Mind your language!
Last year I wrote a post on political correctness, and mentioned the occasional attempts to sanitise our language of all possible suspect associations. In fact, I should say that I am not against being sensitive with language and avoiding expressions that are clearly offensive, particularly terms that were once used to dismiss ethnic or racial groups. However, all this can be taken too far. At a recent meeting which was conducted in an atmosphere of considerable gloom because of current economic conditions one participant remarked that it was a ‘black day’. His neighbour suddenly perked up and delivered himself of a long speech about how it was ‘the very worst kind of racism’ to use such offensive language so carelessly. The offending original speaker was flustered and embarrassed but subdued. Certainly not a racist, he wasn’t sure how to respond without making matters worse. I came to his defence and suggested he had a track record of being opposed to racism, and after a little more shuffling around the meeting settled happily back into the appropriate gloom about matters economic.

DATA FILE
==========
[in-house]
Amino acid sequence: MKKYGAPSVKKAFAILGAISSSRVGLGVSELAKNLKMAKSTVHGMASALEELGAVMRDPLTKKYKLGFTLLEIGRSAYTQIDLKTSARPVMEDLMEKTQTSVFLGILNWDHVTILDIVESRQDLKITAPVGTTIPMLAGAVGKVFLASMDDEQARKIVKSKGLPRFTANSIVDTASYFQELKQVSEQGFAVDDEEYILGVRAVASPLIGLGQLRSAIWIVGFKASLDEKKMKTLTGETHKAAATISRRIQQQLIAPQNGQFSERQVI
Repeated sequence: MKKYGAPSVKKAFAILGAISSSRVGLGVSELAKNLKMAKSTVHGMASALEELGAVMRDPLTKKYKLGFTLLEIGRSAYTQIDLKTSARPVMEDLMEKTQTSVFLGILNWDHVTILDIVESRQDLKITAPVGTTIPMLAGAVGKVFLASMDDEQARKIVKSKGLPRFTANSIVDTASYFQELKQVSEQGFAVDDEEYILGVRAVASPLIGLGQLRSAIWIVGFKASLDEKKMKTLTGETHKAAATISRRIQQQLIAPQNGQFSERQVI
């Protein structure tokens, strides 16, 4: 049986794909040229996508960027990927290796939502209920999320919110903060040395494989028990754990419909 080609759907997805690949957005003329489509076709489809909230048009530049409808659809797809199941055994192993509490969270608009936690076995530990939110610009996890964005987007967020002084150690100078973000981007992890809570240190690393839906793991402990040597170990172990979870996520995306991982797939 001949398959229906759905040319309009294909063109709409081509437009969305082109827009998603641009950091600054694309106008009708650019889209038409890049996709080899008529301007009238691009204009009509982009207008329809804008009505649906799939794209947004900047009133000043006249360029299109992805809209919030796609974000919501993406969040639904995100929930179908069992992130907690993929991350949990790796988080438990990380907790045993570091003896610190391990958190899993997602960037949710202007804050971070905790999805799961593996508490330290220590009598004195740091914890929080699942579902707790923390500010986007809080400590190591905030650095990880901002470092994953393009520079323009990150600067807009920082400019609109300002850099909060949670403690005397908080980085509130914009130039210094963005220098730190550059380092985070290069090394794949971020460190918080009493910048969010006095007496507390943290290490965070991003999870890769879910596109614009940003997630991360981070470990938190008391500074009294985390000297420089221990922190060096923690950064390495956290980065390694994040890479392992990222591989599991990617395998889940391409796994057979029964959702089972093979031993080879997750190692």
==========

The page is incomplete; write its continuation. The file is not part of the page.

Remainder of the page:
As a recent report noted, this kind of over-the-top concern with identifying unacceptable expressions is not uncommon, and increasingly language commissars are active in stopping us from using terms that we should find offensive even when we don’t. This brings us to the sort of verbal gymnastics that results in renaming Manchester as Personchester.
I am absolutely of the view that the use of expressions that have a history of use in discrimination or oppression is unacceptable. But equally we should not drive this kind of thing too far, and above all should avoid contrived words that take us to almost comical lengths in order to avoid associations that nobody saw in the first place. In language as in much else, we should not let go entirely of common sense. So for me it is OK to talk about a ‘black day’ (though I wish we didn’t have any), as indeed I don’t see that an accusation of a ‘whitewash’ is reprehensible as anti-white racism. In other words, we should not amend our language on the basis of the assumption that good people ought to be offended, even when they manifestly are not. We should be sensitive with our language, but we should not allow the tyranny of a language police.Explore posts in the same categories: culture, society comment below, or link to this permanent URL from your own site.